Autistic artist paints a thousand words

By  | 

COLFAX, Wis. (WEAU) – Mayo Clinic Health System – Red Cedar in Menomonie is looking brighter and more colorful, thanks to a local teen who donated his paintings.

18-year-old Jake Schindler of Colfax started painting in April and his paintings are worth a thousand words. Although he can’t express himself through words, a blank canvas and some paint gives him a place to share his artistic talents, rather than focusing on his autism.

“You can see he's really enjoying it too,” said Jake’s mom Christina Schindler. “You'll look at the corner of his eyes and grin and see all those facial expressions that at times we don't see.”

Jake was diagnosed on the autism spectrum at age 2.

It was a ‘eureka’ moment when Jake’s grandfather saw a television show about two young men who are both on the autism spectrum. One man created abstract art while the other did more detailed art.

That’s when Christina did some research on abstract art and thought it’d be an opportunity to see how Jake responds.

“We were having a lot of fun just looking at his art when he's done, we would see different things in his art that others may not,” she said.

Recently, ten pieces of art were donated to Mayo Clinic Health System – Red Cedar. You’ll find paintings hanging on the walls of Emergency/Urgent Care as well as Pediatrics and Triage.

“Jacob was born at the Red Cedar Medical Hospital and so that’s where it all began,” said Christina. “We like to have people not only recognize Jake’s diagnosis but also understand that people in the spectrum also have abilities,”

The community of Colfax also has pieces of Jake’s art. Over at Mane Street Salon, you’ll find mugs for sale with pictures of Jake’s paintings printed across.

The Centers for Disease Control and Prevention reports around 1 in 88 children have been diagnosed with an autism spectrum disorder.

While the diagnosis between kids can be the same, the severity and symptoms can be night and day. Jake’s 19-year-old brother Matthew was also diagnosed on the autism spectrum. While both brothers have the same diagnosis, Jake cannot communicate verbally while Matthew can.

“He has more independent skills whereas Jake needs more assistance through the day,” said Christina.

Teri Anderson is one of Jake’s personal care workers. She’s been a part of Jake’s life for the last year and a half and has witnessed his growing interest in painting.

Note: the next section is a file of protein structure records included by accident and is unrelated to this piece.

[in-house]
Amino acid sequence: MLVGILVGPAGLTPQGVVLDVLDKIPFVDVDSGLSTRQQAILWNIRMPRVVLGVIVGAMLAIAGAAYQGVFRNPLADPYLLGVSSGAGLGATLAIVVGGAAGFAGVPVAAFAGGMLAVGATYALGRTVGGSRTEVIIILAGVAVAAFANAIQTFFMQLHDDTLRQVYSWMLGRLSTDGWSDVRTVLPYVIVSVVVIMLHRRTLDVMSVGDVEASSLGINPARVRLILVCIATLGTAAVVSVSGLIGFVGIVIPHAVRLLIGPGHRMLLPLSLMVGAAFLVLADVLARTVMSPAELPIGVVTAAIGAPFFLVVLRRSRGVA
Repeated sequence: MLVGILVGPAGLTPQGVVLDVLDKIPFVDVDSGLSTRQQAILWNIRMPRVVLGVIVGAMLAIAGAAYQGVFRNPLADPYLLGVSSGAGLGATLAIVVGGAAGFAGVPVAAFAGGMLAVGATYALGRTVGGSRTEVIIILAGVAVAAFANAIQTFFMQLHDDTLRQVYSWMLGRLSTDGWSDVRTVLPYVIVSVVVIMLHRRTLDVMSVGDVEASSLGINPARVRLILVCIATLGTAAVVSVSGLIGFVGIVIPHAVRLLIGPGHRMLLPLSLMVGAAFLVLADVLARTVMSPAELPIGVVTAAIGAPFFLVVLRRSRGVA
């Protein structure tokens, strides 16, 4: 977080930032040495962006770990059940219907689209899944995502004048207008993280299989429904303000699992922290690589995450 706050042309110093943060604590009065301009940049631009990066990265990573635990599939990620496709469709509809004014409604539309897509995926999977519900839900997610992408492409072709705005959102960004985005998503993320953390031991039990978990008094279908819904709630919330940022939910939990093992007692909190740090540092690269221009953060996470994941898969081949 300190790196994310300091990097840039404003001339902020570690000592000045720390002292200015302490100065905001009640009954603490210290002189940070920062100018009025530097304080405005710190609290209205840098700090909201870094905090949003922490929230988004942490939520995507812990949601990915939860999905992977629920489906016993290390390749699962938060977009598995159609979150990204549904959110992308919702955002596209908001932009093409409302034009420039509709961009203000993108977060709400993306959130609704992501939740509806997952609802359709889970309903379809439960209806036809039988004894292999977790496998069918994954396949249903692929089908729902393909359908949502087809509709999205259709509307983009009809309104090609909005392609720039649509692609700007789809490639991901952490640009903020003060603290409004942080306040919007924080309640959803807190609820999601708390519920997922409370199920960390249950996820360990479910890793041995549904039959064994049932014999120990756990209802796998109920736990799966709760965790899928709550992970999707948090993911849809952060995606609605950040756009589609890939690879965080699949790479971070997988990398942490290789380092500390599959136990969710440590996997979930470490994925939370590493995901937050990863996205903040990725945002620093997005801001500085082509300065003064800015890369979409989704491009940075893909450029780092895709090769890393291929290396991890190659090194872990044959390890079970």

“I set everything in front of him and I ask him what color he wants to use and he picks it up and sometimes he wants it in his hands and sometimes he wants me to drop it on his canvas,” said Anderson.

Teri and Christina both said they noticed Jake likes painting with bright colors.

“Usually his favorite colors have been purple, pink. That shows he’s in a good mood, he likes the bright colors,” said Teri.

Christina said she believes painting is therapeutic for her son.

“He loves the texture, feel of the canvas and also the paints. We discovered that certain types of paints he does not want to use,” said Christina.

R. Gregg Kishaba, M.D. is Jake’s pediatrician at Mayo Clinic Health System in Eau Claire. He said art can bring benefits to patients like Jake.

“Art definitely can be used as an outlet for all kinds of energy or stress,” Dr. Kishaba says. “Oftentimes, difficult behaviors can improve because of the outlets creating artwork can provide.”

Jake’s abstract art has been turned into a children’s interactive book called ‘What Do You See?’ Each page has one of Jake’s paintings and Christina said the family hopes the book can help other families and also give people a better understand of autism. She said her family is donating a total of 20 copies of Jake’s interactive book to public schools and public libraries throughout West Central Wisconsin that request it.

On Wednesday, Christina said Jake will find out if he won at an art contest in Wisconsin Dells.

The comment sections of our web set are designed for thoughtful, intelligent conversation and debate. We want to hear from the viewers but we are not obligated to post comments we feel inappropriate or violate our guidelines. Here are some of the criteria you should follow when posting comments:

Comments cannot be profane or vulgar. Children and families visit this site. We will delete comments that use profanity or cross the lines of good taste.

We will delete all comments using hate speech. Slurs, stereotypes and violent talk aren’t welcome on our web site.

Comments should not attack other readers personally.

We will delete comments we deem offensive, in bad taste, or out of bounds. We are not obligated to post comments that are rude or insensitive.

We do not edit user-submitted comments.

As a host WEAU 13 News welcomes a wide spectrum of opinions. However, we have a responsibility to all our readers to try to keep our comment section fair and decent. For that reason WEAU 13 News reserves the right to not post or to remove any comment.
powered by Disqus